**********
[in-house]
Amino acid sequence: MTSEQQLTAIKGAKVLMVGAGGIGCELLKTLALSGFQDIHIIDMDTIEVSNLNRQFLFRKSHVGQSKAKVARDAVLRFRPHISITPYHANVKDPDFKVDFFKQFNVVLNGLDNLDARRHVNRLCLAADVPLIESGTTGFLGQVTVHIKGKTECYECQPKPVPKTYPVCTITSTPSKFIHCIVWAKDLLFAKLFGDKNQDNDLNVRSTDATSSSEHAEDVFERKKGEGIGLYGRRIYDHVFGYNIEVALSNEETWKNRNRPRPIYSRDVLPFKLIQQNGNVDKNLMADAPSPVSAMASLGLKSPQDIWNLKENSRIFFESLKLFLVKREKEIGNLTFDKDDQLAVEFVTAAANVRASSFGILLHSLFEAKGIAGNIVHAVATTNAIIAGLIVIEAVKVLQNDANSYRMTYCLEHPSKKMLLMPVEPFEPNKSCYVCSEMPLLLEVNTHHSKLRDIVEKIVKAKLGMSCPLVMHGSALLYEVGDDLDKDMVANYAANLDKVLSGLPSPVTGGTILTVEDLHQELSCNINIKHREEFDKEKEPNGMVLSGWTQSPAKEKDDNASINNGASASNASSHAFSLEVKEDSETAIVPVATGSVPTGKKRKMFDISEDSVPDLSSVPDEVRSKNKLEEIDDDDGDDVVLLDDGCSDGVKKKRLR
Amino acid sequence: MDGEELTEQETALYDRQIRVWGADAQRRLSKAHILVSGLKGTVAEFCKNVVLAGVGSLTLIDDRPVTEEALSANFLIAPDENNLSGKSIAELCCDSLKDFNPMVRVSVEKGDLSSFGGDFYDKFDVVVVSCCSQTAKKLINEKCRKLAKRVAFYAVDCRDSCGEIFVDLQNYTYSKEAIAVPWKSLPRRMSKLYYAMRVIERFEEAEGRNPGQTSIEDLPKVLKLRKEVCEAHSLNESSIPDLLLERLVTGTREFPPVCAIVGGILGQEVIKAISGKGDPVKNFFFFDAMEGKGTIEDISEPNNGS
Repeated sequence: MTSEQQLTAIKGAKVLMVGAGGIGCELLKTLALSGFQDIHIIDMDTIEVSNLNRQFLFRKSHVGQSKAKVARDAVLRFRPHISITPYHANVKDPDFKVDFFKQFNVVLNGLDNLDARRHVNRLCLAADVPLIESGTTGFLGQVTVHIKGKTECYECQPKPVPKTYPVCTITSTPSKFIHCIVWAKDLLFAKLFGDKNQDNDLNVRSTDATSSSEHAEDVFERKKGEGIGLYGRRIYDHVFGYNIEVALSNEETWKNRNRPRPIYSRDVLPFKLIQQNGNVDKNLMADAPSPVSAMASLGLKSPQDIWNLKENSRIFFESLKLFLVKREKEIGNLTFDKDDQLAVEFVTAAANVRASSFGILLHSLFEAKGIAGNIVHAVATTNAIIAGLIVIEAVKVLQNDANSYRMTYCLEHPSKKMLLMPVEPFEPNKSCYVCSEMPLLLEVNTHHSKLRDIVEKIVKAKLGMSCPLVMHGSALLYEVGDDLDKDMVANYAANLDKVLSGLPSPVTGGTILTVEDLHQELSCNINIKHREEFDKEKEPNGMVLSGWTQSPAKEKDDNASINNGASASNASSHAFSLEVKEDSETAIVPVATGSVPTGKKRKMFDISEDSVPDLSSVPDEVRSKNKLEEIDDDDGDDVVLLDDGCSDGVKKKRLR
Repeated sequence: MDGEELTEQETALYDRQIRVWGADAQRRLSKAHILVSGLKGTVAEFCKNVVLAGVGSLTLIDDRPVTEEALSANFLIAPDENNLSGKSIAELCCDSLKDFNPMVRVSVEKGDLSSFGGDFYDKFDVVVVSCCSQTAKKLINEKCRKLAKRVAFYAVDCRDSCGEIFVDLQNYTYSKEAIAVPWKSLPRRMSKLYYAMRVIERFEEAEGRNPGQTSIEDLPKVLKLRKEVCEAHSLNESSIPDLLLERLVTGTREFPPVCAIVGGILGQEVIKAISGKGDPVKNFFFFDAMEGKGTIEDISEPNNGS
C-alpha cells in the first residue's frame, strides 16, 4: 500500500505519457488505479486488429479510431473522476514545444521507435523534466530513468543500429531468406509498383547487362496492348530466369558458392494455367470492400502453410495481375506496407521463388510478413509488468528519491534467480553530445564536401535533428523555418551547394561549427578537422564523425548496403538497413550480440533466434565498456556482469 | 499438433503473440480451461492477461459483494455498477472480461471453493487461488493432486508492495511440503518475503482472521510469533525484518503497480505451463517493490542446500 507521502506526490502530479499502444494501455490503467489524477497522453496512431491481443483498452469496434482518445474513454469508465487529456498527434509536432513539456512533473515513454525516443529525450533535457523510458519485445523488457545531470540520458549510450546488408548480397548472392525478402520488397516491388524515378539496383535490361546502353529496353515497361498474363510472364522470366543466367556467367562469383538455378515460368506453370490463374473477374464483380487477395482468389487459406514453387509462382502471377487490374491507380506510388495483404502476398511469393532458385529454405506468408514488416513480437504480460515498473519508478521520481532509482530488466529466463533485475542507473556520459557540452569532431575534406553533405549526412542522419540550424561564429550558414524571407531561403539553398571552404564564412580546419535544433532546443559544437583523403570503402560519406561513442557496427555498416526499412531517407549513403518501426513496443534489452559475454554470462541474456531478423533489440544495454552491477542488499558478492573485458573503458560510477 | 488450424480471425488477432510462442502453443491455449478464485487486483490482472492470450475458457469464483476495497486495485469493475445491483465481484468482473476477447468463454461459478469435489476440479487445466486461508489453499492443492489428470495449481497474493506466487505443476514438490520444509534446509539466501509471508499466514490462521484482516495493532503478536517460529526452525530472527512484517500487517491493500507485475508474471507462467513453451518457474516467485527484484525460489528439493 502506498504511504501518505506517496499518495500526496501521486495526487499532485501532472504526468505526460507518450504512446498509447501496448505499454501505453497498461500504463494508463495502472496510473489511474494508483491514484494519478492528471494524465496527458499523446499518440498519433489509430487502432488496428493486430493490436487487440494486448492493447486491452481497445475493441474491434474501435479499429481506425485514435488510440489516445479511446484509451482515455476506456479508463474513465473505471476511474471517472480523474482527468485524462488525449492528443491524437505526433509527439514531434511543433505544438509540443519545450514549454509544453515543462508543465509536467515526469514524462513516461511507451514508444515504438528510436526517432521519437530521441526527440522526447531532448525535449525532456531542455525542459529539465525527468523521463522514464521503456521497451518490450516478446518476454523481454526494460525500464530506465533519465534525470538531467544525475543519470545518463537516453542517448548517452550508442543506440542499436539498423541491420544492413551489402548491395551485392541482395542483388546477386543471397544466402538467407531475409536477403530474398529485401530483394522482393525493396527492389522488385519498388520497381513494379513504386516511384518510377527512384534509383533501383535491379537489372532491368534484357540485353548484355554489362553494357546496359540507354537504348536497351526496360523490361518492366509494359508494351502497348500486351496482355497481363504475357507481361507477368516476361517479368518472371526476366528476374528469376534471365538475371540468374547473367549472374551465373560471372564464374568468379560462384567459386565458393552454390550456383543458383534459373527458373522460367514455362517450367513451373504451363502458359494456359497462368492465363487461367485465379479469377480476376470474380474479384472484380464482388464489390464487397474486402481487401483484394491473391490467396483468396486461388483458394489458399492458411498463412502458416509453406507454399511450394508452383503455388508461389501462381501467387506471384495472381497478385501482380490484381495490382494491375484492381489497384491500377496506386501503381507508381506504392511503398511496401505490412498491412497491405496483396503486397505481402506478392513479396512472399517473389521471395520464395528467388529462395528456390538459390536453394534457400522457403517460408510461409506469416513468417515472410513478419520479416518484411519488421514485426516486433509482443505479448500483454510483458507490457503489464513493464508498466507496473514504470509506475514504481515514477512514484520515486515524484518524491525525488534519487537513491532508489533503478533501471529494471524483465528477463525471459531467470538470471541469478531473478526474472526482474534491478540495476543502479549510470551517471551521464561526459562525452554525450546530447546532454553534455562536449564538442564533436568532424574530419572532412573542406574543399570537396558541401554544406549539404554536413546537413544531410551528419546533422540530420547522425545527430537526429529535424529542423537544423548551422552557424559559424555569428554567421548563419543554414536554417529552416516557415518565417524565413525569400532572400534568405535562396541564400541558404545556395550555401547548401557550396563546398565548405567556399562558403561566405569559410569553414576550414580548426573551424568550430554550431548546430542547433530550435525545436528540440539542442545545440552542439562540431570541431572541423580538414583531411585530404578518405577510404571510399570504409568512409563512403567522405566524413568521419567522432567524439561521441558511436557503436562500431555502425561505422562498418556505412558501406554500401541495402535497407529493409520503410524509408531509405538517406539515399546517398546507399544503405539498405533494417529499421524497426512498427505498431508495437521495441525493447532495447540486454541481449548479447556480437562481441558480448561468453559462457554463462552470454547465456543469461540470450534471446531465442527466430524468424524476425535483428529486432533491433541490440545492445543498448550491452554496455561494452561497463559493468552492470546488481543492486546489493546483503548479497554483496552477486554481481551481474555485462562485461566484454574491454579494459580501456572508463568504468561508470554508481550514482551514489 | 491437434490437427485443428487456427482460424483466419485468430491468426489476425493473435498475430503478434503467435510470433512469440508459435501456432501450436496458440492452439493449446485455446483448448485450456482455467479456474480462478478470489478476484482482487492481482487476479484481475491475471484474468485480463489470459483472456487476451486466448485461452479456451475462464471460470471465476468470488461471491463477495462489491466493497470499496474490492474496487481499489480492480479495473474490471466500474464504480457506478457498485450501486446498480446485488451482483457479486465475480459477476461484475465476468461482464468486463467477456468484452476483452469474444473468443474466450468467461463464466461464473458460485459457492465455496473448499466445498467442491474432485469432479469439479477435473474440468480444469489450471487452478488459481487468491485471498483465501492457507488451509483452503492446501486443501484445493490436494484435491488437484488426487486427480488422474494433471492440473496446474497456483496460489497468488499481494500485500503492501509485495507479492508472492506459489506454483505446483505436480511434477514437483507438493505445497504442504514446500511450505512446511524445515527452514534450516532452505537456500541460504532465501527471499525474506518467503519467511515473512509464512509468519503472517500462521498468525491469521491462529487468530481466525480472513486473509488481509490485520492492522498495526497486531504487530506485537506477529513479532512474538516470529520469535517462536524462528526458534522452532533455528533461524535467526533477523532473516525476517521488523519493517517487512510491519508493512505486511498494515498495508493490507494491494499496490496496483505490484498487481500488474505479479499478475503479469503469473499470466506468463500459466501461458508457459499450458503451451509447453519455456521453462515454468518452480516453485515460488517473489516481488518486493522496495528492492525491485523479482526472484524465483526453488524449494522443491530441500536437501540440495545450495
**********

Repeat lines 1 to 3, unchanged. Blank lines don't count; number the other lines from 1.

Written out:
[in-house]
Amino acid sequence: MTSEQQLTAIKGAKVLMVGAGGIGCELLKTLALSGFQDIHIIDMDTIEVSNLNRQFLFRKSHVGQSKAKVARDAVLRFRPHISITPYHANVKDPDFKVDFFKQFNVVLNGLDNLDARRHVNRLCLAADVPLIESGTTGFLGQVTVHIKGKTECYECQPKPVPKTYPVCTITSTPSKFIHCIVWAKDLLFAKLFGDKNQDNDLNVRSTDATSSSEHAEDVFERKKGEGIGLYGRRIYDHVFGYNIEVALSNEETWKNRNRPRPIYSRDVLPFKLIQQNGNVDKNLMADAPSPVSAMASLGLKSPQDIWNLKENSRIFFESLKLFLVKREKEIGNLTFDKDDQLAVEFVTAAANVRASSFGILLHSLFEAKGIAGNIVHAVATTNAIIAGLIVIEAVKVLQNDANSYRMTYCLEHPSKKMLLMPVEPFEPNKSCYVCSEMPLLLEVNTHHSKLRDIVEKIVKAKLGMSCPLVMHGSALLYEVGDDLDKDMVANYAANLDKVLSGLPSPVTGGTILTVEDLHQELSCNINIKHREEFDKEKEPNGMVLSGWTQSPAKEKDDNASINNGASASNASSHAFSLEVKEDSETAIVPVATGSVPTGKKRKMFDISEDSVPDLSSVPDEVRSKNKLEEIDDDDGDDVVLLDDGCSDGVKKKRLR
Amino acid sequence: MDGEELTEQETALYDRQIRVWGADAQRRLSKAHILVSGLKGTVAEFCKNVVLAGVGSLTLIDDRPVTEEALSANFLIAPDENNLSGKSIAELCCDSLKDFNPMVRVSVEKGDLSSFGGDFYDKFDVVVVSCCSQTAKKLINEKCRKLAKRVAFYAVDCRDSCGEIFVDLQNYTYSKEAIAVPWKSLPRRMSKLYYAMRVIERFEEAEGRNPGQTSIEDLPKVLKLRKEVCEAHSLNESSIPDLLLERLVTGTREFPPVCAIVGGILGQEVIKAISGKGDPVKNFFFFDAMEGKGTIEDISEPNNGS